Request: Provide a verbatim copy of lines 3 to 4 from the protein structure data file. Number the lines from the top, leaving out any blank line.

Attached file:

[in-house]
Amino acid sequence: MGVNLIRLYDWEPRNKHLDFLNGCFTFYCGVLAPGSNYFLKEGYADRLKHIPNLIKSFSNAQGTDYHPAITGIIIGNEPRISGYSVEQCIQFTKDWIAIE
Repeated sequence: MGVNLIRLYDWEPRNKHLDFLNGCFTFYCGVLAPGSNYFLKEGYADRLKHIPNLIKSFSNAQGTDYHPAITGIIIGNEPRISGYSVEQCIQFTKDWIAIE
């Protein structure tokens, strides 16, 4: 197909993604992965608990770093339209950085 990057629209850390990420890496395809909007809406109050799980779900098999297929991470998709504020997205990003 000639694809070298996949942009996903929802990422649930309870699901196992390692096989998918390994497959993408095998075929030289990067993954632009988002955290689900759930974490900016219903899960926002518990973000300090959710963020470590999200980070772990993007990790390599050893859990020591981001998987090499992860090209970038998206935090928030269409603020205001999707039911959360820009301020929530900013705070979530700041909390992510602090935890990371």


Repeated sequence: MGVNLIRLYDWEPRNKHLDFLNGCFTFYCGVLAPGSNYFLKEGYADRLKHIPNLIKSFSNAQGTDYHPAITGIIIGNEPRISGYSVEQCIQFTKDWIAIE
């Protein structure tokens, strides 16, 4: 197909993604992965608990770093339209950085 990057629209850390990420890496395809909007809406109050799980779900098999297929991470998709504020997205990003 000639694809070298996949942009996903929802990422649930309870699901196992390692096989998918390994497959993408095998075929030289990067993954632009988002955290689900759930974490900016219903899960926002518990973000300090959710963020470590999200980070772990993007990790390599050893859990020591981001998987090499992860090209970038998206935090928030269409603020205001999707039911959360820009301020929530900013705070979530700041909390992510602090935890990371």